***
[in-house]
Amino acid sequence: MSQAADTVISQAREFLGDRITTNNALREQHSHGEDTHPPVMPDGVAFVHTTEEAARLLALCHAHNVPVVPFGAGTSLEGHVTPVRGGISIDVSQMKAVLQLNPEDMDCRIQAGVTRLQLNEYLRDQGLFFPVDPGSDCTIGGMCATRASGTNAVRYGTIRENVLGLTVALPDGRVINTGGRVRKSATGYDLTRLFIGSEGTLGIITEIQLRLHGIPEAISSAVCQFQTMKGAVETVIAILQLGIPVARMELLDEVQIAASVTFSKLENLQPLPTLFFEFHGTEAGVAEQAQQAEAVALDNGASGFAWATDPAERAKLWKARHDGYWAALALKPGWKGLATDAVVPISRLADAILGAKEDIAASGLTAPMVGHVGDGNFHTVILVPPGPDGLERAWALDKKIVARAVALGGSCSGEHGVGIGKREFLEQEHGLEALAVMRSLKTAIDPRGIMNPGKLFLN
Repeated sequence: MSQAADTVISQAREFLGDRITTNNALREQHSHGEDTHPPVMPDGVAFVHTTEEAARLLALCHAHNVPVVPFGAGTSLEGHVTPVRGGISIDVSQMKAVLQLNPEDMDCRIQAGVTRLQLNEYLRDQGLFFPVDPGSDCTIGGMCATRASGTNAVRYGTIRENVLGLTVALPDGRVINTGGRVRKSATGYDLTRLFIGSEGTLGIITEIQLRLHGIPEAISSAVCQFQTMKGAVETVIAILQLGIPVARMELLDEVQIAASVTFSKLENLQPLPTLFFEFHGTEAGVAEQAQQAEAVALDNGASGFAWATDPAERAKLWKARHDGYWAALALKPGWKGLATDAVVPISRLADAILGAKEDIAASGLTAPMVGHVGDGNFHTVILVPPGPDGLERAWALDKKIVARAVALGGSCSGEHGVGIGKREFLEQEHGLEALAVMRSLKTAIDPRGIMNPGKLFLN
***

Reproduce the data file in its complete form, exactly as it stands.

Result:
[in-house]
Amino acid sequence: MSQAADTVISQAREFLGDRITTNNALREQHSHGEDTHPPVMPDGVAFVHTTEEAARLLALCHAHNVPVVPFGAGTSLEGHVTPVRGGISIDVSQMKAVLQLNPEDMDCRIQAGVTRLQLNEYLRDQGLFFPVDPGSDCTIGGMCATRASGTNAVRYGTIRENVLGLTVALPDGRVINTGGRVRKSATGYDLTRLFIGSEGTLGIITEIQLRLHGIPEAISSAVCQFQTMKGAVETVIAILQLGIPVARMELLDEVQIAASVTFSKLENLQPLPTLFFEFHGTEAGVAEQAQQAEAVALDNGASGFAWATDPAERAKLWKARHDGYWAALALKPGWKGLATDAVVPISRLADAILGAKEDIAASGLTAPMVGHVGDGNFHTVILVPPGPDGLERAWALDKKIVARAVALGGSCSGEHGVGIGKREFLEQEHGLEALAVMRSLKTAIDPRGIMNPGKLFLN
Repeated sequence: MSQAADTVISQAREFLGDRITTNNALREQHSHGEDTHPPVMPDGVAFVHTTEEAARLLALCHAHNVPVVPFGAGTSLEGHVTPVRGGISIDVSQMKAVLQLNPEDMDCRIQAGVTRLQLNEYLRDQGLFFPVDPGSDCTIGGMCATRASGTNAVRYGTIRENVLGLTVALPDGRVINTGGRVRKSATGYDLTRLFIGSEGTLGIITEIQLRLHGIPEAISSAVCQFQTMKGAVETVIAILQLGIPVARMELLDEVQIAASVTFSKLENLQPLPTLFFEFHGTEAGVAEQAQQAEAVALDNGASGFAWATDPAERAKLWKARHDGYWAALALKPGWKGLATDAVVPISRLADAILGAKEDIAASGLTAPMVGHVGDGNFHTVILVPPGPDGLERAWALDKKIVARAVALGGSCSGEHGVGIGKREFLEQEHGLEALAVMRSLKTAIDPRGIMNPGKLFLN